Factors influencing bone lead concentration in a suburban community assessed by noninvasive k x-ray fluorescence.
Kosnett-MJ; Becker-CE; Osterloh-JD; Kelly-TJ; Pasta-DJ
JAMA J Am Med Assoc 1994 Jan; 271(3):197-203
The demographic, occupational, and medical risk factors correlated with bone lead (7439921) levels were examined in individuals with nonindustrial lead exposures. The 101 residents of 49 households in a suburban community were interviewed and examined. In-vivo K-X-ray fluorescence (KXRF) was applied to the noninvasive measurement of the lead levels in the midtibial diaphysis. Blood and soil lead concentrations were also determined. The mean bone and blood lead levels were 12.7+/-14.6 parts per million and 0.28+/-0.19 micromoles per liter, respectively. Age was highly correlated with bone lead concentration, with a coefficient of 0.71 following logarithmic transformation. Bone and blood lead concentrations were mildly correlated, with a coefficient of 0.23 following logarithmic transformation. For subjects over the age of 55, men exhibited significantly higher bone lead concentrations than women. Among women, the number of pregnancies and births was not significantly associated with the age and sex adjusted bone lead content. However, bone lead concentration was significantly and negatively correlated with ever having breast fed, with a coefficient of -0.31. Cigarette smoking was significantly correlated with bone lead levels, with a coefficient of 0.20. Elevated blood lead levels were observed among the 11 individuals occupationally exposed to lead within the previous year. However, neither occupational nor avocational lead exposures were significantly correlated with bone lead concentrations. Log transformed blood lead levels were significantly correlated with the construction year of the current house. Soil lead concentrations were not related to adjusted bone lead levels. A multiple regression model incorporating the significant risk factors, such as age, sex, and cigarette smoking, accounted for two thirds of the variability in bone lead content. The authors conclude that the above findings facilitate the creation of a reference range for evaluating the lead burden of populations environmentally or occupationally exposed to lead.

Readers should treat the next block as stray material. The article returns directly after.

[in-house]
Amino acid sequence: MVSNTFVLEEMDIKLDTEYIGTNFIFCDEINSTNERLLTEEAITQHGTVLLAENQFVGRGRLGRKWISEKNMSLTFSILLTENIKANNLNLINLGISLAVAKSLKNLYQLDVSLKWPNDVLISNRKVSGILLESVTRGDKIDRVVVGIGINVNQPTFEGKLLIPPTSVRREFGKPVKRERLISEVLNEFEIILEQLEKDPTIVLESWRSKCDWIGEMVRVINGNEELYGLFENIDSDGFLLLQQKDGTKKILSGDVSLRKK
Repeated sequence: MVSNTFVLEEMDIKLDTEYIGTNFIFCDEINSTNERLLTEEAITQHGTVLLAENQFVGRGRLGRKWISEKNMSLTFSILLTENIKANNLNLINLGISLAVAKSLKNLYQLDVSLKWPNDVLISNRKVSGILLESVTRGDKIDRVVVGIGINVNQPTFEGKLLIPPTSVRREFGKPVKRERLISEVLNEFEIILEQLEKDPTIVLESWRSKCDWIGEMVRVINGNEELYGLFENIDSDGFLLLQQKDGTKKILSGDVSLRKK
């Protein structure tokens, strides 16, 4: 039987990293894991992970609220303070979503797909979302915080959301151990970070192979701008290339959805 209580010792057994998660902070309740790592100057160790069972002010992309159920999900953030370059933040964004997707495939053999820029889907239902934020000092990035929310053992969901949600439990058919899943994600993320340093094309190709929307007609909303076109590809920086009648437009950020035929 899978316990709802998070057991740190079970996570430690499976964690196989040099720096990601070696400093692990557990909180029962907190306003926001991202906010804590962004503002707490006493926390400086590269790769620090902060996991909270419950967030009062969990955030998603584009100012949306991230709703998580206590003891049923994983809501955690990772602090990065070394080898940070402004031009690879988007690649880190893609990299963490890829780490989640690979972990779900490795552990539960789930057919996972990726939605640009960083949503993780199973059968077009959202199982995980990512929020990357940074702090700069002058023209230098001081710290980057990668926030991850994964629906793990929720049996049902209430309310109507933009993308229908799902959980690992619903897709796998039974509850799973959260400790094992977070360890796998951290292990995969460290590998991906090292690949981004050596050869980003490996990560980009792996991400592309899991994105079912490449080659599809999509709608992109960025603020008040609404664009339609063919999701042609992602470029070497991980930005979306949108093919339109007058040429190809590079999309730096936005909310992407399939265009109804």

NIOSH-Publication; NIOSH-Grant; Cardiovascular-system-disorders; Lactation; Demographic-characteristics; Occupational-exposure; Risk-factors; Heavy-metals; Lead-compounds; Blood-analysis; X-ray-fluorescence-analysis; Skeletal-system; Soil-analysis; Age-factors; Sex-factors; Cigarette-smoking
Medicine University of California, SF Sfgh Bldg 30 5Th Floor San Francisco, CA 94110
Journal of the American Medical Association
University of California San Francisco, San Francisco, California